Virgil's back for another investigation in Trippton, and while we know early on who the killer is, it's always fun to watch that Fu#!in' Flowers do his thing. Along with the murder case, Virgil gets pulled into another case that is more amusing than mysterious, but he soon finds out that the women of Trippton aren't to be trifled with. While this one doesn't have as much action as previous books in the series, we do get an engaging story full of Sandford's wit, especially with Virgil's pal, Johnson, on the scene. True to form, there are some twists along the way with one interesting twist in Virgil's personal life to close out the story. How that last one will go remains to be seen and I'm not sure how I feel about it given Virgil's history, but it should be entertaining to watch it play out in the next book. As always, Eric Conger does an excellent job on the narration with a style that is perfect for this series.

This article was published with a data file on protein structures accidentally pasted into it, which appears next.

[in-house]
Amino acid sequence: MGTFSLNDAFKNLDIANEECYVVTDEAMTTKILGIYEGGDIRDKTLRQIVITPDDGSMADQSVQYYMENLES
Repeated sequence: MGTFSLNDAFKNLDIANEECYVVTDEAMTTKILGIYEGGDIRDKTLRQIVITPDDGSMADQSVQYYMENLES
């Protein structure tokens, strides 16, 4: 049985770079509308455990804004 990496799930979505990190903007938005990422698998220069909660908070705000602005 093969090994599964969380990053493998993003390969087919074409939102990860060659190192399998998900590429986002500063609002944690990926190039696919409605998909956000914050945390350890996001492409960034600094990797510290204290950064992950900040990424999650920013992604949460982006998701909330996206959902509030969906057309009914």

Anonymous 10 months ago
Reading. about Virgil is like catching up with an old friend
Anonymous 11 months ago
I couldn’t put it down, I absolutely love John Sandford books
Anonymous 11 months ago
Real enjoy Flowers and reading all the troubles he gets into
Anonymous More than 1 year ago
The dry humor in these books is great, and the way Virgil runs an investigation is a Crack up. But he always gets em!
Anonymous More than 1 year ago
One of
Anonymous More than 1 year ago
I love the mystery and at times i laughed at loud. Doesnt get any more enjoyable than this author or the characters he creates.
Anonymous More than 1 year ago
Virgil Flowers is my favorite character in the Sanderford books. This does not dissapoint. Fun read.
Anonymous More than 1 year ago
Good read.
Anonymous More than 1 year ago
With two plots /crimes going simultaneously Virgil has a lot on his plate No problem for BCA's best investigator. I've read everything in the series and enjoyed this one the most!
Anonymous More than 1 year ago
All the Vigil Flower series are great reads. Yes, this one is one of the better ones. Though, you will not go wrong with any of John Sandford’s books. Enjoy, and read more! Happy Trails, Rick
Anonymous More than 1 year ago
Great
Anonymous More than 1 year ago
Of another virgil Flowers book